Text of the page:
The Nigerian government on Friday admitted responsibility for an embarrassing N106 billion discrepancy in fines imposed on telecoms firm, MTN.
The Nigerian Communications Commission had on Thursday asked the South African operator to pay 35 per cent less N1.04 trillion ($5.2 billion) fine earlier charged the company for failing to disconnect unregistered subscribers.
But on Friday, the government said the accurate discount was 25 per cent and not 35 per cent, meaning MTN was to pay N780 billion and not N674 billion as previously reported.
The NCC said in a letter seen by PREMIUM TIMES that the difference was caused by a “typographical error” that had been promptly corrected.
A spokesperson, Tony Ojobo, declined to discuss details of the error.
Mr. Ojobo told PREMIUM TIMES “the important thing is that the error was corrected and that MTN shareholders know that they got a waiver”.
But multiple sources at the presidency told this newspaper how the error occurred, and how the government scrambled to correct it.
The approval for the reduction of the N1.04 trillion fine came from President Buhari, our sources at the presidency said.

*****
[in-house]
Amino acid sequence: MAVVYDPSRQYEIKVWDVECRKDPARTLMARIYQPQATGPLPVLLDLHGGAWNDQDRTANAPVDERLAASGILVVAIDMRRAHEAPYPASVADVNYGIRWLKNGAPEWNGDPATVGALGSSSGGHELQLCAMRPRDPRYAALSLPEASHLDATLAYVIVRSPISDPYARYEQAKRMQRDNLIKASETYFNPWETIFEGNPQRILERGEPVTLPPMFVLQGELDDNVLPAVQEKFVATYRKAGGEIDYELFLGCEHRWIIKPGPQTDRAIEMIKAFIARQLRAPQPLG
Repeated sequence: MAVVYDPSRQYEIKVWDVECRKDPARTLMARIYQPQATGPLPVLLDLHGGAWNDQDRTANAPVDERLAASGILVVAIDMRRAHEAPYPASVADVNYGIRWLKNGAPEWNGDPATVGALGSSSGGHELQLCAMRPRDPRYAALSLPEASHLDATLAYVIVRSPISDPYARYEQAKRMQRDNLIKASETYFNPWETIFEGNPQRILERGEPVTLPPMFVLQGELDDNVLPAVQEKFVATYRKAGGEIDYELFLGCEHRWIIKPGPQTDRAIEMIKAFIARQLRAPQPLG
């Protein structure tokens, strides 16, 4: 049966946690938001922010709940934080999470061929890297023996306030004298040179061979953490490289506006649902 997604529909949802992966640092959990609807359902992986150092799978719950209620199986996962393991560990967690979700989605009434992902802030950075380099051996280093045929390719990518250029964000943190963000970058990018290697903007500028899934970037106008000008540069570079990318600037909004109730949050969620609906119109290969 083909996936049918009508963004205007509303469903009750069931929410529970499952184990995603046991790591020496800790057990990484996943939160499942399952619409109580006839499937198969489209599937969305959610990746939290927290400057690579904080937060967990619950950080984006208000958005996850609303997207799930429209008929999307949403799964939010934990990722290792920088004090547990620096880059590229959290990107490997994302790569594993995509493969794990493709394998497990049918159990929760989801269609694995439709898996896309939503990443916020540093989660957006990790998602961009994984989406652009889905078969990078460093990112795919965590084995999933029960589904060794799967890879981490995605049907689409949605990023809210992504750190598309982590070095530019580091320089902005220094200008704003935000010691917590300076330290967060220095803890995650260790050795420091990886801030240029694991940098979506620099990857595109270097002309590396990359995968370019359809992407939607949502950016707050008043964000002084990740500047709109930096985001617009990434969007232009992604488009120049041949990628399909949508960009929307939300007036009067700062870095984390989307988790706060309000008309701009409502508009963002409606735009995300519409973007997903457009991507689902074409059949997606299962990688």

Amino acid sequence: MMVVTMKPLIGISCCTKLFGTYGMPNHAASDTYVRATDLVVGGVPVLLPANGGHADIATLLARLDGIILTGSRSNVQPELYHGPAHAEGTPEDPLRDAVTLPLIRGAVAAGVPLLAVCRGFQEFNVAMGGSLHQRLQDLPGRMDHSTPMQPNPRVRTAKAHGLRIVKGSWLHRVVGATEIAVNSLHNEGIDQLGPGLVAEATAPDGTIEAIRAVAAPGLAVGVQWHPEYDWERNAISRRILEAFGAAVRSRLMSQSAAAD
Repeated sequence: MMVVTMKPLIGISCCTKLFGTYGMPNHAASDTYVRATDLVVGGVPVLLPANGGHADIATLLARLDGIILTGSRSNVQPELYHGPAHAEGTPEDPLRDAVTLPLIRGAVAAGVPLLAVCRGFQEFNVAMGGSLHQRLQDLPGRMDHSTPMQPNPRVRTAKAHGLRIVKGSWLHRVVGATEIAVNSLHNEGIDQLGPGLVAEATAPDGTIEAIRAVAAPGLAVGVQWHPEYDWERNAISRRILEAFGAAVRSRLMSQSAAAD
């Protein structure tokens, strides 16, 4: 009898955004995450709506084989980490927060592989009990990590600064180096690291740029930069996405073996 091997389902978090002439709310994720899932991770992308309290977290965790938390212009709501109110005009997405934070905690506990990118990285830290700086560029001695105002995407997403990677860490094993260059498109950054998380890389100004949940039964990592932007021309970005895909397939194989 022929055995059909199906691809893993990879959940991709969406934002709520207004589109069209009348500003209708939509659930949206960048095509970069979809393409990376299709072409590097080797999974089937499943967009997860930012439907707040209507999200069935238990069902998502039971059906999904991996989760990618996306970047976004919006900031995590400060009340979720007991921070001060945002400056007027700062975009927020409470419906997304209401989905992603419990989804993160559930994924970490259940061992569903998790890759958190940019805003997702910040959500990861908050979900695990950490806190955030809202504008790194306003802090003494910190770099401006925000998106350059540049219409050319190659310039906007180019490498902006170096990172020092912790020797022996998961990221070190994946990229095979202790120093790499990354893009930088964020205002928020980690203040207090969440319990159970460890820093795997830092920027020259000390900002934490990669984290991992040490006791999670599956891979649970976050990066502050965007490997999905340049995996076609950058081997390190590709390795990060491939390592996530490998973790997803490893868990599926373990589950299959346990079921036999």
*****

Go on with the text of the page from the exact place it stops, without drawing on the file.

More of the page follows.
The communications minister, Adebayo Shittu, had said last week that a decision on a waiver for MTN could only be taken by President Muhammadu Buhari.
An official well briefed on the matter said President Buhari got involved in the matter because there was no minister or board at the time the decision on the fine was taken.
“The president assumed supervisory role of NCC because there was no minister,” the source said.
On October 25, the NCC slammed a N1.04 trillion fine on MTN for failing to disconnect 5.1 million unregistered subscribers.
The commission had earlier in the year directed mobile telephone companies to register their subscribers, but MTN defaulted.
When the government eventually agreed to reduce its heavy fine, in response to pressure from MTN and its shareholders, the approval came from the presidency, our sources said.
Presidency officials erroneously wrote to the NCC directing the regulatory agency to cut the fine by 35 per cent, instead of 25 per cent approved by President Muhammadu Buhari.
It was the erroneous letter from the presidency that confused the NCC, making its officials to write to MTN communicating a 35 per cent reduction in the fine.
The letter from the NCC informed MTN’s press statement indicating that the government had shifted grounds by reducing its fine by 35 per cent.
Our sources said the presidency only found out about the error after the MTN statement had been widely reported in the media, and immediately directed a refutation.
“The error emanated from the presidency,” the source said. “These things happen, there is printer error.”
A spokesperson for Mr. Buhari, Femi Adesina, however told PREMIUM TIMES the president had no hand in deciding or reducing the fine.
That claim contradicts the earlier position of the communications minister.
MTN is to pay the fine by December 31.
The company said it was carefully considering both letters from the NCC, while its executive chairman, Phuthuma Nhleko, re-engages the Nigerian authorities.